Title:Insects as food and feed: A literature review
Muscat, Nicole Marie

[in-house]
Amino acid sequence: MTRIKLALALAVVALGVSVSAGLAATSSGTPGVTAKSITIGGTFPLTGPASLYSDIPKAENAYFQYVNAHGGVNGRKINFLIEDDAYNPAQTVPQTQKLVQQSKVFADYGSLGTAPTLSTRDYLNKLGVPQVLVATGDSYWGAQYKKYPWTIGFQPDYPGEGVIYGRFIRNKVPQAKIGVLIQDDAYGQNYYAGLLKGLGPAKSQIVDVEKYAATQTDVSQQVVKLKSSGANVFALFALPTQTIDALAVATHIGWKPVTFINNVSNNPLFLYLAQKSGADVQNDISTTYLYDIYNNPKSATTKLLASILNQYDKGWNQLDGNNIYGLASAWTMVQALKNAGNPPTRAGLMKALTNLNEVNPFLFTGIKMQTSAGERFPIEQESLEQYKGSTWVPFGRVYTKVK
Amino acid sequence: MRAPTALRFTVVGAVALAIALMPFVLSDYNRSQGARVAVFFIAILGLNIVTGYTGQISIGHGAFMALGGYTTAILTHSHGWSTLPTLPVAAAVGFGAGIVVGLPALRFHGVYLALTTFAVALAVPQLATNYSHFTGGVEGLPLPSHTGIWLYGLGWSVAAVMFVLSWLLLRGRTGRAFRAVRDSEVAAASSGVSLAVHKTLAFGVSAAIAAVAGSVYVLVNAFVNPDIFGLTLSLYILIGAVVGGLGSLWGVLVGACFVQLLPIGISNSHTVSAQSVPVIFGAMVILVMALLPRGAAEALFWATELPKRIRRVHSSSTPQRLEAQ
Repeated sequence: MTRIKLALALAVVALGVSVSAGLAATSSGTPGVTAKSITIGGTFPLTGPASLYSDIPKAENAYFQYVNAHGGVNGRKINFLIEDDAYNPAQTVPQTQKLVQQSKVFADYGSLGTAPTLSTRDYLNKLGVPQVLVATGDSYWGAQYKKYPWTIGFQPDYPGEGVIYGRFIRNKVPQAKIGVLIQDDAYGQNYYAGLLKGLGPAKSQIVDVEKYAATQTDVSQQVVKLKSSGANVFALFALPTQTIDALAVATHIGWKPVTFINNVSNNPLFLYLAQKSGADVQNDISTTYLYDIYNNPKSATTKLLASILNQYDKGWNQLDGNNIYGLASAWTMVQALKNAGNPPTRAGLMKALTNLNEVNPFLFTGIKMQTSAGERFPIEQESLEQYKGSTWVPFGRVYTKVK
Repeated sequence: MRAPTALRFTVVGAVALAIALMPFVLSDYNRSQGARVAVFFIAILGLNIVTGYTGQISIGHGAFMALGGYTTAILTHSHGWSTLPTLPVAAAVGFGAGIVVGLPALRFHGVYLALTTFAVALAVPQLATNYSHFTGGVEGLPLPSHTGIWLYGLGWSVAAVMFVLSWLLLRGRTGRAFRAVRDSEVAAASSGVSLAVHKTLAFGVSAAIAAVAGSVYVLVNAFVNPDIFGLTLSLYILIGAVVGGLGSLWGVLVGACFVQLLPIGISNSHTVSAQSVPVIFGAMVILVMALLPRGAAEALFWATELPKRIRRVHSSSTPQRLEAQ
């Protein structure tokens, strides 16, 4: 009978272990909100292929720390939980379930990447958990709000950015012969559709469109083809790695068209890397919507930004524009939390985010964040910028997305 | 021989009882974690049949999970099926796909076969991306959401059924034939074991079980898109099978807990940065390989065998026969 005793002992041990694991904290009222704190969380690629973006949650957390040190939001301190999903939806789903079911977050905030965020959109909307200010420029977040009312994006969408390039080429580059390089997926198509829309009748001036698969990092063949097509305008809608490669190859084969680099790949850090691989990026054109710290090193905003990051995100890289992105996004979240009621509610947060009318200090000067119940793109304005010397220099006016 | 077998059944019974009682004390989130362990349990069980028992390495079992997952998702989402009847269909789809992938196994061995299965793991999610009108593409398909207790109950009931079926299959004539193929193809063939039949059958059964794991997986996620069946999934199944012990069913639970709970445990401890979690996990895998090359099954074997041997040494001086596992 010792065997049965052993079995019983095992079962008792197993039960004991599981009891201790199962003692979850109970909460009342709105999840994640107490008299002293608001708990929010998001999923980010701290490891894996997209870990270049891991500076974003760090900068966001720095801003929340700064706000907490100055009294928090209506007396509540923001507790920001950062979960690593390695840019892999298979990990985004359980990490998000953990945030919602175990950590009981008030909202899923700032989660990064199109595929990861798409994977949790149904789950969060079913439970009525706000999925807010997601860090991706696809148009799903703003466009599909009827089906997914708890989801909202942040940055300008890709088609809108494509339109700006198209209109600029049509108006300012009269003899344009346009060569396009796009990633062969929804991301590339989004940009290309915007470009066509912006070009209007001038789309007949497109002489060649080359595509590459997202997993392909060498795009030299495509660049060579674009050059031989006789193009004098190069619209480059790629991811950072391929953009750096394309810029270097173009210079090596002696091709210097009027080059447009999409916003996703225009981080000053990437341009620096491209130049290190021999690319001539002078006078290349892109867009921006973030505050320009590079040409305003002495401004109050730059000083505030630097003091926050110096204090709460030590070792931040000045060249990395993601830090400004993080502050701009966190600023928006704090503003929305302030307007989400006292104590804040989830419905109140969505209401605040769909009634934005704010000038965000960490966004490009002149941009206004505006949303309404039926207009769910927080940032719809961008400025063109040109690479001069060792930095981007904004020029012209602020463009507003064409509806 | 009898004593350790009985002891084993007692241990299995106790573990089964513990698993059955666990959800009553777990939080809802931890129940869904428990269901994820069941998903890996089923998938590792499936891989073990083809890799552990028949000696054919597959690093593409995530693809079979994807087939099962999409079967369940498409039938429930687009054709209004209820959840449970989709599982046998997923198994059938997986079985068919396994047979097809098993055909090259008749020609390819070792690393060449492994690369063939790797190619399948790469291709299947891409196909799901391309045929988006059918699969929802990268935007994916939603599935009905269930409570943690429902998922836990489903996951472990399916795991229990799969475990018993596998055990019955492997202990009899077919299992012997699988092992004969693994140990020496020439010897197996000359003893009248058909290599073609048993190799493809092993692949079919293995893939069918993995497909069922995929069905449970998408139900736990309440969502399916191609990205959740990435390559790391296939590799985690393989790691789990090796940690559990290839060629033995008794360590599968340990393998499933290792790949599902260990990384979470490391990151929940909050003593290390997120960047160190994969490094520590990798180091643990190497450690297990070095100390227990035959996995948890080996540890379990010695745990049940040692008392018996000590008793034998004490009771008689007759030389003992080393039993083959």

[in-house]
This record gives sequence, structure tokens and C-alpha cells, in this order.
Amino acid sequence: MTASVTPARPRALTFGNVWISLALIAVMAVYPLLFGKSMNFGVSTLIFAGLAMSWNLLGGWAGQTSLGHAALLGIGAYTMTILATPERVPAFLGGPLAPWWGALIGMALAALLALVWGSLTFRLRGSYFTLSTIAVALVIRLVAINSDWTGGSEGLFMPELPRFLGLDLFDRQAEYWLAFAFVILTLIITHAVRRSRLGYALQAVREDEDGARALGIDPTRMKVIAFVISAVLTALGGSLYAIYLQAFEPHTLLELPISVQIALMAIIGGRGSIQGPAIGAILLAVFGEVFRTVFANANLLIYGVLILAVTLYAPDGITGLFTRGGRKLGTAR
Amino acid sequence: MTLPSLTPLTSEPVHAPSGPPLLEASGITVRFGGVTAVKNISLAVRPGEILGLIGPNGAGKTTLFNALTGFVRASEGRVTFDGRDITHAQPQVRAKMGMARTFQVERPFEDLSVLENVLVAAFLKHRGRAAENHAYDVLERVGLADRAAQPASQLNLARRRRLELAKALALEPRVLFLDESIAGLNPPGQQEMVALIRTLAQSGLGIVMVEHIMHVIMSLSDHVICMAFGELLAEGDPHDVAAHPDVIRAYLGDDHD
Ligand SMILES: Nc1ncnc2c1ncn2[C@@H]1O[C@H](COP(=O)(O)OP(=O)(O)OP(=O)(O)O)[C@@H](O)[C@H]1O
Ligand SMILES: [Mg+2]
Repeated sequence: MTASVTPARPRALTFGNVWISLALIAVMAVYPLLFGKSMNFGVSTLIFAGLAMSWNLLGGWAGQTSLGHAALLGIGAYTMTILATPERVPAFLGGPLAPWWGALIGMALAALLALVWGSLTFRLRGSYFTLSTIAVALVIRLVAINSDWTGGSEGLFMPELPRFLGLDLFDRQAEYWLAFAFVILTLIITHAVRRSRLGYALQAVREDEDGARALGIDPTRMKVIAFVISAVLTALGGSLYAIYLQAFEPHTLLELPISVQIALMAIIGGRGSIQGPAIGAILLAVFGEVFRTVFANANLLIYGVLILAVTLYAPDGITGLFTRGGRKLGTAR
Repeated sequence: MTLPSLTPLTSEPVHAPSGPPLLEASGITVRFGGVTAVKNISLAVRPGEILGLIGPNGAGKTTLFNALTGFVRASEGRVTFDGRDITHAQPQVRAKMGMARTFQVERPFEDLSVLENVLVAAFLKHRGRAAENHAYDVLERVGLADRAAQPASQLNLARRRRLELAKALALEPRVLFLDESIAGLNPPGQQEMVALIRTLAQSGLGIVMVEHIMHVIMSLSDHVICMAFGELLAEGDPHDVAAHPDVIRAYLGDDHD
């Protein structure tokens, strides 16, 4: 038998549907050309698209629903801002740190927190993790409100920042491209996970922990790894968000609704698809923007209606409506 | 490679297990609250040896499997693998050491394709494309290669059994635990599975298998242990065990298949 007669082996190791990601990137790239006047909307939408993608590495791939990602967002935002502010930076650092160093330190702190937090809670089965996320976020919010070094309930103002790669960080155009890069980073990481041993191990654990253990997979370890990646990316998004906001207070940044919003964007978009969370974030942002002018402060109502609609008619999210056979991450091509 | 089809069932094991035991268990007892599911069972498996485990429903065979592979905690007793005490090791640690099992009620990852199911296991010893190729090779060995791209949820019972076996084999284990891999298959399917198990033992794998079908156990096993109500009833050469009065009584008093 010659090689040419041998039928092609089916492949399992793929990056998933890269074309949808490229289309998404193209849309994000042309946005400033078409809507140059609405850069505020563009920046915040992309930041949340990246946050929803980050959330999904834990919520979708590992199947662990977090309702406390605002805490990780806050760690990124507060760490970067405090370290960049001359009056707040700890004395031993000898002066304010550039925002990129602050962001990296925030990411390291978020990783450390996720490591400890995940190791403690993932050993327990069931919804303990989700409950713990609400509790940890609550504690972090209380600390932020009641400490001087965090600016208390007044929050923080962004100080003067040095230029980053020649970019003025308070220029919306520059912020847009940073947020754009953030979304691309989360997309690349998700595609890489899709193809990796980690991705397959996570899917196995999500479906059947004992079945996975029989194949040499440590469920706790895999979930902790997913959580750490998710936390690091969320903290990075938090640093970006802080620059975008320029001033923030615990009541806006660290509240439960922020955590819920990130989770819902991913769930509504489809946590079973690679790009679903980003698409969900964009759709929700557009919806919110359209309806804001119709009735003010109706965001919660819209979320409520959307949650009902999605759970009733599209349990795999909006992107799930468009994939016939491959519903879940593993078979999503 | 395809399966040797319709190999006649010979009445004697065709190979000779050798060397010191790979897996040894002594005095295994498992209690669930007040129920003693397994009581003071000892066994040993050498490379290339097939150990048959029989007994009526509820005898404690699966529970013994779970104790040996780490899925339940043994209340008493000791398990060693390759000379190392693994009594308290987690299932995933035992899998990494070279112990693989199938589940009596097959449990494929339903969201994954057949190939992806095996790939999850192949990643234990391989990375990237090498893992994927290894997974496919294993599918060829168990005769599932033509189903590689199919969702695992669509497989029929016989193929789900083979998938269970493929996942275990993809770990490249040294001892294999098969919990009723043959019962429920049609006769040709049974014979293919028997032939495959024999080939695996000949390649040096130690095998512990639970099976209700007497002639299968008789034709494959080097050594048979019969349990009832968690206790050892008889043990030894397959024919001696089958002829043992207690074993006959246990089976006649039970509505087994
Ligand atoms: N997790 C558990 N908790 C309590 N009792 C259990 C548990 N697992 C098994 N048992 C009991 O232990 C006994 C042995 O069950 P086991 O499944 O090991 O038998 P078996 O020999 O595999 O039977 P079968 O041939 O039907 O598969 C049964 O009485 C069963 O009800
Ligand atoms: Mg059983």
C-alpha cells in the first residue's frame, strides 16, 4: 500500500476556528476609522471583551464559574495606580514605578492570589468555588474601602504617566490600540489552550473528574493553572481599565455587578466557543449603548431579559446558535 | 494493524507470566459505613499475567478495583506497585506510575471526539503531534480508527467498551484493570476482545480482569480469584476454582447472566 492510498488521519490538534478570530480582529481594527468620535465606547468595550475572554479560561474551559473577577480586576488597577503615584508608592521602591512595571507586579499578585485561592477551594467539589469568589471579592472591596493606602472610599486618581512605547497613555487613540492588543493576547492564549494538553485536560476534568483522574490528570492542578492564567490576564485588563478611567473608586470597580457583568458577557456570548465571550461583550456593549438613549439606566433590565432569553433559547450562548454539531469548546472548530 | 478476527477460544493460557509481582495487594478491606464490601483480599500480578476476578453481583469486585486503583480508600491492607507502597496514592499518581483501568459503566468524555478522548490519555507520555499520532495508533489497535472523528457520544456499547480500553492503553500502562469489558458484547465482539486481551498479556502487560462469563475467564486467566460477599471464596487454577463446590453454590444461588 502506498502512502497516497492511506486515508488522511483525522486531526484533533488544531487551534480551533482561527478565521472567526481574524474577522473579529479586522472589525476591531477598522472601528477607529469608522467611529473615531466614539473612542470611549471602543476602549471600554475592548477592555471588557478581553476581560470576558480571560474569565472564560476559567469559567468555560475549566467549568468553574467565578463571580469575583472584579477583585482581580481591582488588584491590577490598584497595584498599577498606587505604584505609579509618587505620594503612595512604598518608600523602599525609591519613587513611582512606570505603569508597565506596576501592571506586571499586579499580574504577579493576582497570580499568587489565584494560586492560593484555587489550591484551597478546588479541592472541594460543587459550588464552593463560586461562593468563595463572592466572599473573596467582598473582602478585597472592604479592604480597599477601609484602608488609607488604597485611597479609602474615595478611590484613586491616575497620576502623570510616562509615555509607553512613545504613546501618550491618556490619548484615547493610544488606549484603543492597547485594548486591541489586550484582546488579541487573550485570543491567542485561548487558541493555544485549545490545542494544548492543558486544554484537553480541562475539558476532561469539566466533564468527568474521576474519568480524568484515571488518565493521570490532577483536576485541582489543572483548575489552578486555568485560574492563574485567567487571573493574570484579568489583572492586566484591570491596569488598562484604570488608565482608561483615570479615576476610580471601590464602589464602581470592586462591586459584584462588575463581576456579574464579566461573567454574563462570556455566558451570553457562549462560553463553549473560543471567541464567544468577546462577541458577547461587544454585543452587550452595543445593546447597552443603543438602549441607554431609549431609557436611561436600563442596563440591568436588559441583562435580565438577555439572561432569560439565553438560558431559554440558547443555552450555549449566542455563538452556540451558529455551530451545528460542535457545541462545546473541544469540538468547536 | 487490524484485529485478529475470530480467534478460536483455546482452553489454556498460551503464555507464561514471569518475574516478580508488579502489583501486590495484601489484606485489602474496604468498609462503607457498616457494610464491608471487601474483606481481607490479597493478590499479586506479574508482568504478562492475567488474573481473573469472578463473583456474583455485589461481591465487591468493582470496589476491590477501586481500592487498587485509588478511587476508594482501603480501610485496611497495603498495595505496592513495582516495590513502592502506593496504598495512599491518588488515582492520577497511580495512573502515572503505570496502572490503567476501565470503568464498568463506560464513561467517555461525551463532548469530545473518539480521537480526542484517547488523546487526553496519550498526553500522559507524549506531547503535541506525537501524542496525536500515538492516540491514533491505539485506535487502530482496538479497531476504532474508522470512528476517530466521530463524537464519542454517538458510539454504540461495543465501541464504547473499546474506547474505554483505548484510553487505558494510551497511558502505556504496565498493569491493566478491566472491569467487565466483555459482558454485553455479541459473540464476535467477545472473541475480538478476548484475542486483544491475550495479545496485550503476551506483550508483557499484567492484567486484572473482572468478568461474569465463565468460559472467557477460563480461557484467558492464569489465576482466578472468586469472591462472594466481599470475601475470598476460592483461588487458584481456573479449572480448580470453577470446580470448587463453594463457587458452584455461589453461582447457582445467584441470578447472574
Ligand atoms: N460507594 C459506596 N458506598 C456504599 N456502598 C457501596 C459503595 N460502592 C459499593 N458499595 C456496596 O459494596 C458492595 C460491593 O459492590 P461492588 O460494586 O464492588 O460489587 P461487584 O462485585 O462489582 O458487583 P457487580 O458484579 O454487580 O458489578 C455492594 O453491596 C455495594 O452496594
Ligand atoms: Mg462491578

This literature review tackled the broad, primitive subject that is insects as food and feed. First, a detailed comparison was made between insects and conventional protein sources, studying the environmental opportunities of the mass production of insects. Feed conversion ratios, edibility, water use, land use, energy use and amount of greenhouse gas and ammonia emissions produced for each conventional protein source (beef, pork, chicken and soybean) and for insects were discussed. Insects were seen to be the superior protein source when it comes to sustainability. An extra environmental benefit for the mass production of insects was also pointed out; that insects are able to aid in the waste management and recycling, a global problem of outmost importance. Complementing the benefits, the environmental hurdles for insects as food and feed were also discussed. The only two drawbacks are biosecurity and the fact that some insects harbour antimicrobial resistance genes. It is safe to say that when it comes to insects, the environmental benefits outweigh the downfalls. This study then continues to describe the technologies of insect farming and processing, with special regards to the EU legislation, animal welfare and farming insects at home. The mass production lifecycles of the Yellow Mealworm, the House Cricket and the Black Soldier Fly were compared.